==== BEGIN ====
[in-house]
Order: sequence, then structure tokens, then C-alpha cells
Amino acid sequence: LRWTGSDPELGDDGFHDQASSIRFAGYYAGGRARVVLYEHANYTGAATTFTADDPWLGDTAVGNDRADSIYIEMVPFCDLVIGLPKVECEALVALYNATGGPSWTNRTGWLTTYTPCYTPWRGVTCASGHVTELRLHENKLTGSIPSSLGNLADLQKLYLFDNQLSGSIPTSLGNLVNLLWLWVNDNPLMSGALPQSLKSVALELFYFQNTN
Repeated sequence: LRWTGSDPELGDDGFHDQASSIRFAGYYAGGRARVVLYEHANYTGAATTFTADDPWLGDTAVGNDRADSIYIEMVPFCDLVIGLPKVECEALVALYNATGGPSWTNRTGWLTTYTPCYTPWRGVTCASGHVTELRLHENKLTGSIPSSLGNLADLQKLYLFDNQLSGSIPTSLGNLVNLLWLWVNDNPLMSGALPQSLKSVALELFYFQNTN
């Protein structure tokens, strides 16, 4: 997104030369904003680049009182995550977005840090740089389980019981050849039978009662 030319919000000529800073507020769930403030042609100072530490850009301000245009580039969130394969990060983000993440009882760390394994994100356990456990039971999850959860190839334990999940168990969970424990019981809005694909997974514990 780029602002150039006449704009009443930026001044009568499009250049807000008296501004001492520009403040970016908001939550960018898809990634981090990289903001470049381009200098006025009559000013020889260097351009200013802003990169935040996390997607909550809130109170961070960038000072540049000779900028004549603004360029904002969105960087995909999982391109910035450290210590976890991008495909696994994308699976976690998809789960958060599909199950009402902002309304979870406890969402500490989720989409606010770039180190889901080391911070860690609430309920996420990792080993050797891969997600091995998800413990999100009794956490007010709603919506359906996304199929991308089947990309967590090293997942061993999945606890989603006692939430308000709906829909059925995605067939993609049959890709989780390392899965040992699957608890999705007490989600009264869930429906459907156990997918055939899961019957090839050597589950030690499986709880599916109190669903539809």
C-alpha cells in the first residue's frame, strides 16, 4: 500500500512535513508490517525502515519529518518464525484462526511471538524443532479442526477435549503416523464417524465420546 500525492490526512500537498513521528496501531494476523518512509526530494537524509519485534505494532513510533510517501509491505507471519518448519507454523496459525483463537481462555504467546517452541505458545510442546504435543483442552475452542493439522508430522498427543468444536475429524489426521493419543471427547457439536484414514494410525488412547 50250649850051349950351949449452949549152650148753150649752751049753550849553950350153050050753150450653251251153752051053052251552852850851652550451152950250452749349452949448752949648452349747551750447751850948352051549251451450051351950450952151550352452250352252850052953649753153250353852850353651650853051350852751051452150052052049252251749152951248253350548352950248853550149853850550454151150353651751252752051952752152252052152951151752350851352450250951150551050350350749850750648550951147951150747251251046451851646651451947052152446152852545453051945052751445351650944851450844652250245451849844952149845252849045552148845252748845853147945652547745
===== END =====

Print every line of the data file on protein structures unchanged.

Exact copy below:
[in-house]
Order: sequence, then structure tokens, then C-alpha cells
Amino acid sequence: LRWTGSDPELGDDGFHDQASSIRFAGYYAGGRARVVLYEHANYTGAATTFTADDPWLGDTAVGNDRADSIYIEMVPFCDLVIGLPKVECEALVALYNATGGPSWTNRTGWLTTYTPCYTPWRGVTCASGHVTELRLHENKLTGSIPSSLGNLADLQKLYLFDNQLSGSIPTSLGNLVNLLWLWVNDNPLMSGALPQSLKSVALELFYFQNTN
Repeated sequence: LRWTGSDPELGDDGFHDQASSIRFAGYYAGGRARVVLYEHANYTGAATTFTADDPWLGDTAVGNDRADSIYIEMVPFCDLVIGLPKVECEALVALYNATGGPSWTNRTGWLTTYTPCYTPWRGVTCASGHVTELRLHENKLTGSIPSSLGNLADLQKLYLFDNQLSGSIPTSLGNLVNLLWLWVNDNPLMSGALPQSLKSVALELFYFQNTN
């Protein structure tokens, strides 16, 4: 997104030369904003680049009182995550977005840090740089389980019981050849039978009662 030319919000000529800073507020769930403030042609100072530490850009301000245009580039969130394969990060983000993440009882760390394994994100356990456990039971999850959860190839334990999940168990969970424990019981809005694909997974514990 780029602002150039006449704009009443930026001044009568499009250049807000008296501004001492520009403040970016908001939550960018898809990634981090990289903001470049381009200098006025009559000013020889260097351009200013802003990169935040996390997607909550809130109170961070960038000072540049000779900028004549603004360029904002969105960087995909999982391109910035450290210590976890991008495909696994994308699976976690998809789960958060599909199950009402902002309304979870406890969402500490989720989409606010770039180190889901080391911070860690609430309920996420990792080993050797891969997600091995998800413990999100009794956490007010709603919506359906996304199929991308089947990309967590090293997942061993999945606890989603006692939430308000709906829909059925995605067939993609049959890709989780390392899965040992699957608890999705007490989600009264869930429906459907156990997918055939899961019957090839050597589950030690499986709880599916109190669903539809």
C-alpha cells in the first residue's frame, strides 16, 4: 500500500512535513508490517525502515519529518518464525484462526511471538524443532479442526477435549503416523464417524465420546 500525492490526512500537498513521528496501531494476523518512509526530494537524509519485534505494532513510533510517501509491505507471519518448519507454523496459525483463537481462555504467546517452541505458545510442546504435543483442552475452542493439522508430522498427543468444536475429524489426521493419543471427547457439536484414514494410525488412547 50250649850051349950351949449452949549152650148753150649752751049753550849553950350153050050753150450653251251153752051053052251552852850851652550451152950250452749349452949448752949648452349747551750447751850948352051549251451450051351950450952151550352452250352252850052953649753153250353852850353651650853051350852751051452150052052049252251749152951248253350548352950248853550149853850550454151150353651751252752051952752152252052152951151752350851352450250951150551050350350749850750648550951147951150747251251046451851646651451947052152446152852545453051945052751445351650944851450844652250245451849844952149845252849045552148845252748845853147945652547745